USC Students Involved in New Public Affairs Program

Students learning camera

By Megan Sexton, USC

As a senior broadcast journalism major, Danielle Barilla says each of her internships has offered her new experiences and different challenges. This week, she starts a new job, helping to put together a weekly public affairs program produced by South Carolina ETV.

This Week in South Carolina premieres at 7:30 p.m. Friday, featuring interviews with the state’s news and policymakers. Charles Bierbauer, dean of the College of Information and Communications and a longtime correspondent for CNN and ABC News, will host the program, which will broadcast from the Kennedy Greenhouse Studio on the University of South Carolina campus.

Barilla says she realized she was interested in political reporting last fall, after taking the senior capstone class for journalism majors.

“Who better to learn from than Charles Bierbauer himself? He has so much knowledge and experience from his career before coming to USC, and I am honored to be working with him this semester,” Barilla says. “I know I will learn so much from this opportunity, and I am so grateful to be a part of this broadcast journalism program where opportunities like these present themselves.”

Barilla will be joined by broadcast journalism majors Elena Chavey and Megan Comalander, who will help with production and research for interviews. Another student, visual communications major Michaela Baker, has designed the graphics and logo for the show.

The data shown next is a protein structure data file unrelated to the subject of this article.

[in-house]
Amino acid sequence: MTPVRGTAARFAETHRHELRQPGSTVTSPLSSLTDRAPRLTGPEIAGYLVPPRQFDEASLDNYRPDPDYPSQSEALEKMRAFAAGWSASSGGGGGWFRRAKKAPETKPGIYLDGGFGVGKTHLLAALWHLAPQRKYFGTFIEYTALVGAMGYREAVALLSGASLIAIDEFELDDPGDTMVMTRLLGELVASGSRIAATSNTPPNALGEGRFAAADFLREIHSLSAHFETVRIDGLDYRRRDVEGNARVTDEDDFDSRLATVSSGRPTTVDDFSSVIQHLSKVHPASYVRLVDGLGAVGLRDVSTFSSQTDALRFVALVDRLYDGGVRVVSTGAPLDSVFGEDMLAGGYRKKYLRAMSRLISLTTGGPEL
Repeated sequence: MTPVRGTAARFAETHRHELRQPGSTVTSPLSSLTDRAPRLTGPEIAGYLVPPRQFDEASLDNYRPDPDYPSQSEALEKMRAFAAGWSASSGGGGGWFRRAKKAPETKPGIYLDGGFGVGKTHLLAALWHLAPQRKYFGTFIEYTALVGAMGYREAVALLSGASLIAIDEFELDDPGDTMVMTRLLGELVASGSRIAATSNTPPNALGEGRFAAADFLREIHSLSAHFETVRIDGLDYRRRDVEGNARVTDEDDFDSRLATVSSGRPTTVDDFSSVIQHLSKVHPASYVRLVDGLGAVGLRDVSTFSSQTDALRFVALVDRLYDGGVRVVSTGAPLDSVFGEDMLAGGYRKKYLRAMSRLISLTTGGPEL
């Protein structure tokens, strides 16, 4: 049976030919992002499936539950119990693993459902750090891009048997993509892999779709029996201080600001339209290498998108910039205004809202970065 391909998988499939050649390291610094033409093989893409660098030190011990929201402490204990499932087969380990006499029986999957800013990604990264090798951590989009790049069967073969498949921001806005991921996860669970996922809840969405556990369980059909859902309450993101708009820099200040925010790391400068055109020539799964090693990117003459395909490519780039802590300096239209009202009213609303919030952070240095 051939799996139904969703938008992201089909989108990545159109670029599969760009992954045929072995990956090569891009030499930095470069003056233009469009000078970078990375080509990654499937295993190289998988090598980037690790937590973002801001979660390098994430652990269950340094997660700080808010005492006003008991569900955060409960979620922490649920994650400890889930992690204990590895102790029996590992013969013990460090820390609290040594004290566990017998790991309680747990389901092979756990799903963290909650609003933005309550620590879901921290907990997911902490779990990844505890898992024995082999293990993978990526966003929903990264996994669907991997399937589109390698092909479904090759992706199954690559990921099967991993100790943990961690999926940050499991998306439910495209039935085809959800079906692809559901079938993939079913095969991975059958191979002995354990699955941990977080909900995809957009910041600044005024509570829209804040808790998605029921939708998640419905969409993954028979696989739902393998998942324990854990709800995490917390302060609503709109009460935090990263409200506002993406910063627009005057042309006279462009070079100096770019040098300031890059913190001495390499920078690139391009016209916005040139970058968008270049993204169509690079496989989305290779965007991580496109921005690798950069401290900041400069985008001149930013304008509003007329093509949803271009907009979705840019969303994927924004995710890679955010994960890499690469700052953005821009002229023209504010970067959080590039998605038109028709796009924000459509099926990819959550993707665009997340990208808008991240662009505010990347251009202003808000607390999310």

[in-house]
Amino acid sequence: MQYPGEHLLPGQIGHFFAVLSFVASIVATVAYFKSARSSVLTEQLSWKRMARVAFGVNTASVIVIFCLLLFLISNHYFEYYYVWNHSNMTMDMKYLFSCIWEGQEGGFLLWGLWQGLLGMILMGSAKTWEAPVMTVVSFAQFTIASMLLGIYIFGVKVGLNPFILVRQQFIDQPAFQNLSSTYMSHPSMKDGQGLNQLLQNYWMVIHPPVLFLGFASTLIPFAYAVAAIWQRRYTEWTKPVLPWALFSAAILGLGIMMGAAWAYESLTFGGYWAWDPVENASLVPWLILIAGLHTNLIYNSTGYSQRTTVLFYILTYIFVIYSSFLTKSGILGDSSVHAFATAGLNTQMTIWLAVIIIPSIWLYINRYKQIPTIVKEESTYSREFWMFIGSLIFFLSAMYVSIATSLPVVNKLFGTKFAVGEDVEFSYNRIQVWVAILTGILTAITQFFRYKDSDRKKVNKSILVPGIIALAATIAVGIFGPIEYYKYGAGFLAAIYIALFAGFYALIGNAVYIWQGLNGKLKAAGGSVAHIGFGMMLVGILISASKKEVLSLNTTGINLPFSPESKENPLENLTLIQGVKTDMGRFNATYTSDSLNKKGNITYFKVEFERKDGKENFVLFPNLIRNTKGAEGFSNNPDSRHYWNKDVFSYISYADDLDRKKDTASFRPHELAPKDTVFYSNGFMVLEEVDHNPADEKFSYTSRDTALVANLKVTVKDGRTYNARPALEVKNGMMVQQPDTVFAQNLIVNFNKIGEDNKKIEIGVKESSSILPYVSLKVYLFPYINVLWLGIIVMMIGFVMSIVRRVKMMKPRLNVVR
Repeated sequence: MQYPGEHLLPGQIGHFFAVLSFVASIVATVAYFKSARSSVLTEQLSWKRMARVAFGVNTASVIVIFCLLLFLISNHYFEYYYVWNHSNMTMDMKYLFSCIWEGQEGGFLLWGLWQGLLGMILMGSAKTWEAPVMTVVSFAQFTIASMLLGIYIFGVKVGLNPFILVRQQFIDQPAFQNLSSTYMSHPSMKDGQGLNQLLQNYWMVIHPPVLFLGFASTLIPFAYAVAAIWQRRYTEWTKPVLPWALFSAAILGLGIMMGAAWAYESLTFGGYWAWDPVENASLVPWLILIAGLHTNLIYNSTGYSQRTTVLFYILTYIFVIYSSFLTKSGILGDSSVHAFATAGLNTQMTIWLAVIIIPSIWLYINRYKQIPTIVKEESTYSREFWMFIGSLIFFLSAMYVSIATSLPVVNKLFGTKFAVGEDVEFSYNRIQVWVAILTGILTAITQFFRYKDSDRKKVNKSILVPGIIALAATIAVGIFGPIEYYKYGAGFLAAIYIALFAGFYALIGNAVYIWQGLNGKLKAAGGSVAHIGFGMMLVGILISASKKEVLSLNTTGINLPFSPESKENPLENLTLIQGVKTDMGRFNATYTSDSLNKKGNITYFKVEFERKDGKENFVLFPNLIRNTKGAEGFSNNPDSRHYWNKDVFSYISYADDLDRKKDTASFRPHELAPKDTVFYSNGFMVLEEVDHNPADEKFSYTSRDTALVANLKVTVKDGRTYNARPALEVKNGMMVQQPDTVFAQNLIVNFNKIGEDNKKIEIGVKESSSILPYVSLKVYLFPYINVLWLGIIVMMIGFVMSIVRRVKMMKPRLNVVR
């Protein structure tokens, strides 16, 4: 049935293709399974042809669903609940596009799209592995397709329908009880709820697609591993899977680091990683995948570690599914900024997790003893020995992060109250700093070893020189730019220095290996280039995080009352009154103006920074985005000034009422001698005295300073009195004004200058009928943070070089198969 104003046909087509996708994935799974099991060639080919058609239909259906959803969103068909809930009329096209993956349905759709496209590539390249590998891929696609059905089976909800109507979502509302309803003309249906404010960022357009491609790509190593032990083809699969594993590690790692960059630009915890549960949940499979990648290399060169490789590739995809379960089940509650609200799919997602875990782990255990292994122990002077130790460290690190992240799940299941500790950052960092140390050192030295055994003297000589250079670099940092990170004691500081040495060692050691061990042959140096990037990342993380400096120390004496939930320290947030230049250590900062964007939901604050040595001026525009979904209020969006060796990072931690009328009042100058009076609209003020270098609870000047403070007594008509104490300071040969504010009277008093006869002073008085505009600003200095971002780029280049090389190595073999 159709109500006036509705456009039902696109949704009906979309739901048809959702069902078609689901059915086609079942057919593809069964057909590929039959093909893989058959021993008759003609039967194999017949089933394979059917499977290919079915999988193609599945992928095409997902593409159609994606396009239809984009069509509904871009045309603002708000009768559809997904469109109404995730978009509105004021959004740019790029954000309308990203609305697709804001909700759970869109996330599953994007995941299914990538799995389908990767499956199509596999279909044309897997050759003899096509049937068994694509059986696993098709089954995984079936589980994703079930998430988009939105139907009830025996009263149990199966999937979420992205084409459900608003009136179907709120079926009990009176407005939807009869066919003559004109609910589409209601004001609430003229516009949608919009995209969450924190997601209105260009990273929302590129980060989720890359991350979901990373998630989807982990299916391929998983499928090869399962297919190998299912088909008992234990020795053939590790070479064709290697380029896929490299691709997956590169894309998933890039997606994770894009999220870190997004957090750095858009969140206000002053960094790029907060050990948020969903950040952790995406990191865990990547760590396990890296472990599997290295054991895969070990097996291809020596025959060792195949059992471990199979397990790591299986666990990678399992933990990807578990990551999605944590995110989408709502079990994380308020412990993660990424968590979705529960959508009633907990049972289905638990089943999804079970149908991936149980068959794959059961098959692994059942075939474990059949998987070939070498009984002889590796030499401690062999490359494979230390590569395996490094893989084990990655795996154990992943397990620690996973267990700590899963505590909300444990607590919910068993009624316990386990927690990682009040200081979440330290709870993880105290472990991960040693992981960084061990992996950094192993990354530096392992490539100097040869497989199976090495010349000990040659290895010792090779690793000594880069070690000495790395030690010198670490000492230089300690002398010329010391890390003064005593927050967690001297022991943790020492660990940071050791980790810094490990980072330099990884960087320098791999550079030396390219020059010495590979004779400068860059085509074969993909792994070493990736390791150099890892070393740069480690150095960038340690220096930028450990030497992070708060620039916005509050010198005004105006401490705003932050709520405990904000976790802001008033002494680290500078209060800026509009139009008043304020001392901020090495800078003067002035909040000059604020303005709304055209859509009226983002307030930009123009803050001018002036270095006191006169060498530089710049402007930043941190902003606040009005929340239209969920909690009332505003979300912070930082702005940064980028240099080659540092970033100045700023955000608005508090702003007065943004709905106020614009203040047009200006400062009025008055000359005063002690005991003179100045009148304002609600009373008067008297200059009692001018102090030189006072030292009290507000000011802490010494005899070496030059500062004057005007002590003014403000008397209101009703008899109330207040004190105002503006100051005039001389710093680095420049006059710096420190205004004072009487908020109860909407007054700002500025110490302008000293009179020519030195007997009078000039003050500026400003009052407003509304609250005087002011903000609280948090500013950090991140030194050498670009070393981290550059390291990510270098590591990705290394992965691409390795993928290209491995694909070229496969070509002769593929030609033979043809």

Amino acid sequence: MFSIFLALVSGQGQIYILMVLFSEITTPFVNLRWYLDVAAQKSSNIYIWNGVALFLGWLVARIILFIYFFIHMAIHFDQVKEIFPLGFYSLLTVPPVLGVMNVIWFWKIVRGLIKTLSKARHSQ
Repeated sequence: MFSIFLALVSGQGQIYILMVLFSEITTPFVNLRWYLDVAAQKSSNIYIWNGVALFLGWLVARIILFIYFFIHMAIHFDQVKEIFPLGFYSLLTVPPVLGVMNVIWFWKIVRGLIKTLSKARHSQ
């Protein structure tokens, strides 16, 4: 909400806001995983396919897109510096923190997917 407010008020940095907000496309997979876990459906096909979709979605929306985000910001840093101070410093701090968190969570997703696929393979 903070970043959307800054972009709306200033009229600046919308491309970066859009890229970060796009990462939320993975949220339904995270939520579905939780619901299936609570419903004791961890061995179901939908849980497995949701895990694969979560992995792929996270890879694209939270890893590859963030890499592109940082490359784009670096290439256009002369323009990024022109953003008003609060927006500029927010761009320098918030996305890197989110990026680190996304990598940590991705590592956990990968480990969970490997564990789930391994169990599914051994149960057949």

When Bierbauer was asked to do the show, he had two goals: He wanted journalism students involved in the production, and he wanted to originate shows from the new greenhouse studio. The studio, located in a garden setting between the School of Journalism and Mass Communications and Lieber College, features a broadcast studio, a control room, an office and a dressing room.

“The studio is a showcase for the school and the university. We can produce live or recorded material and we’re open for business,” Bierbauer says.

The weekly, half-hour show will focus on issues in the Legislature and government that impact South Carolina. The opening show features an extended interview with Gov. Nikki Haley, covering topics from infrastructure to education to industry, Bierbauer says.

For Chavey, a senior broadcast journalism major, the show will offer an opportunity to learn more about South Carolina politics and the broadcasting industry.

“I love being in the studio, and politics is something that I have always found fascinating. When he (Bierbauer) asked me if I would be interested, I couldn't say yes fast enough,” Chavey says.

Comalander, who will graduate in May with a broadcast journalism degree, says she hopes to gain more experience in producing TV programs.

“I think this experience through ETV will be good for my future career in journalism, as a producer, and also for my personal knowledge on the topics, Comalander says.

The show’s video graphics were created by Baker, a sophomore visual communications major who also works in the school’s webmaster office. She met with journalism school and ETV staff to develop the graphics.

“I’ve never done graphics for a TV show before, so I’m really excited to see the final product on Friday. I learned a new video software for the program, so that’s another notch. It’s something I can offer to potential employers,” Baker says. “It’s a major portfolio booster and a cool experience, too.”